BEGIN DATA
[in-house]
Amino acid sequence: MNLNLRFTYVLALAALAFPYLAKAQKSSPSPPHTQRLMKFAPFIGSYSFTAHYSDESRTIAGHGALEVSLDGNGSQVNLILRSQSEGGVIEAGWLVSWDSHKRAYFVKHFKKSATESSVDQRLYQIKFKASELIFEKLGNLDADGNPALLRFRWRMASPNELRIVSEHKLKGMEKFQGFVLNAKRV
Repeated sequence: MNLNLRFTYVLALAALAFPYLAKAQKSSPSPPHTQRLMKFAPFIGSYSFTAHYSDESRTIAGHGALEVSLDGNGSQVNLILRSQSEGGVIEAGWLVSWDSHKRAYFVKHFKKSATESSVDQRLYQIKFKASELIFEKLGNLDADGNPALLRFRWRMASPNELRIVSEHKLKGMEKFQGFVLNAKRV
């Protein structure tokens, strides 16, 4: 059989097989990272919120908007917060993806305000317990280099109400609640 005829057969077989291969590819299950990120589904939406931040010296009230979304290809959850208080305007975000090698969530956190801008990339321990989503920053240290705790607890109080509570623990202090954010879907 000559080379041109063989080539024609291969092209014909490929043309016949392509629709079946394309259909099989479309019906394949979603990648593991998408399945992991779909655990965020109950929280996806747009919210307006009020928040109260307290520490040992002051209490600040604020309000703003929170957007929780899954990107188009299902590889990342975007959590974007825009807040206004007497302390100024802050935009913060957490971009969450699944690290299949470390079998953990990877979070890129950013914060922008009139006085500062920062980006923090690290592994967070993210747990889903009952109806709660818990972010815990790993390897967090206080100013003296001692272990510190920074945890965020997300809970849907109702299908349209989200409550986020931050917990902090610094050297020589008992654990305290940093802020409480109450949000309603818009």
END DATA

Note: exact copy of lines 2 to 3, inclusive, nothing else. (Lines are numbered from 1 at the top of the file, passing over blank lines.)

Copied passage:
Amino acid sequence: MNLNLRFTYVLALAALAFPYLAKAQKSSPSPPHTQRLMKFAPFIGSYSFTAHYSDESRTIAGHGALEVSLDGNGSQVNLILRSQSEGGVIEAGWLVSWDSHKRAYFVKHFKKSATESSVDQRLYQIKFKASELIFEKLGNLDADGNPALLRFRWRMASPNELRIVSEHKLKGMEKFQGFVLNAKRV
Repeated sequence: MNLNLRFTYVLALAALAFPYLAKAQKSSPSPPHTQRLMKFAPFIGSYSFTAHYSDESRTIAGHGALEVSLDGNGSQVNLILRSQSEGGVIEAGWLVSWDSHKRAYFVKHFKKSATESSVDQRLYQIKFKASELIFEKLGNLDADGNPALLRFRWRMASPNELRIVSEHKLKGMEKFQGFVLNAKRV